Whilst Day-Lewis is the centre that holds the film together, Spielberg populates the rest of the roles with a rogues gallery of great character actors, all of whom are on fine form. Seeing Ulysses S. Grant, Edwin Stanton and Preston Blair brought to life by the estimable likes of Jared Harris, Bruce McGill and Hal Holbrook helps build a rich and compelling world for the film, especially whenever they share the screen with Lincoln, allowing the audience to see how the President was able to balance all the disparate figures that he took into his confidence. The most purely enjoyable performances in the film come from James Spader, John Hawkes and Tim Blake Nelson, who play a trio of operatives hired to secure Democrat votes to ensure the passing of the Amendment. All three are a tremendous amount of fun as they partake in a caper contained within the main story, in the process enlivening the potentially dry scenes of people being offered jobs in exchange for votes, whilst also highlighting the difficult, dubious business involved in accomplishing great things.
The only bum note comes from Joseph Gordon-Levitt as Robert Lincoln, Abraham's oldest son. Even here, the problem lies less with the performance than with the fact that the relationship between the two men is treated in a slightly offhand and superficial manner, which makes the tension between them seem grossly out of proportion. It illustrates how over-protective both Lincoln and Mary Todd (Sally Fields) were as parents who had already lost two sons, but it feels a bit rote and perfunctory.
If there's an over-riding message to the film, it is one about the importance of compromise in order to achieve something for the greater good. The most heroic moment in the film comes when the radical anti-slavery Congressman Thaddeus Stevens (a bewigged Tommy Lee Jones) agrees to suppress his calls for full equality, knowing that his views are too extreme for the era and that if he voices them it could scare off moderates, scuppering the chances of passing the Amendment. One of his supporters confronts him about it afterwards, accusing him of betraying his beliefs, to which Stevens says that whilst abolishing slavery might only be a small step towards achieving what he actually wants, it is still a step in the right direction. At a time when the American political system has become so entrenched along party lines, this message of compromise and moderation resonates very strongly.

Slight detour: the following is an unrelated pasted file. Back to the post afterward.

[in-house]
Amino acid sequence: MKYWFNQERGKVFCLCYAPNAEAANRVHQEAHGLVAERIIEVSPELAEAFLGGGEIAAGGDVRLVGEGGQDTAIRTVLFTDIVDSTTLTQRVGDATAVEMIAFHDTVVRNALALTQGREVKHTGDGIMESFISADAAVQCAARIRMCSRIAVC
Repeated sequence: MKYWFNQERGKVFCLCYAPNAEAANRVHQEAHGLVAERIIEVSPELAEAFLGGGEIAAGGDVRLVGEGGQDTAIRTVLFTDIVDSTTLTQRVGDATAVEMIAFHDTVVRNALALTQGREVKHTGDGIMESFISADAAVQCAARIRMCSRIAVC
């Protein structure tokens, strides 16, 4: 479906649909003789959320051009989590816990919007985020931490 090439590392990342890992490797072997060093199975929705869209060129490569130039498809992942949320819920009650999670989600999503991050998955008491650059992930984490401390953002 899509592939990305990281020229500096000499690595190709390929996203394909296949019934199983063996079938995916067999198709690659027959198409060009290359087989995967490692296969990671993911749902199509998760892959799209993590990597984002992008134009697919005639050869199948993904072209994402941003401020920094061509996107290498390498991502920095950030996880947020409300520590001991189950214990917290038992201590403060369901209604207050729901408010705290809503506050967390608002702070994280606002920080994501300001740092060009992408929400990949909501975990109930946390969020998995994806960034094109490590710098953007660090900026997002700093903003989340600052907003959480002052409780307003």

Yet even in these moments, Lincoln never feels as if it is battering the audience with its message, but rather that the message emerges naturally from the story. Screenwriter Tony Kushner ensures that it is couched in great lines and strong characterisation, never letting authenticity become the victim of activism. It's one of the many contradictions that makes Lincoln such a terrific film. It's a period film that feels vital and modern; a story about legislation that has the driving pace of a thriller; and an account of a legendary figure which is unerringly human. It's everything you would expect it not to be; funny, lively and hugely enjoyable.
Leo Tolstoy once wrote of Lincoln, in a piece that is quoted at length in "Team of Rivals" by Doris Kearns Goodwin, the exceptional book upon which Lincoln is partly based, that “We are still too near to his greatness, but after a few centuries more our posterity will find him considerably bigger than we do." What Lincoln does, and does brilliantly, is that it shows the greatness of Lincoln by focusing on a relatively small part of it. As far as synecdoches go, it is a remarkably effective, and simply remarkable, one.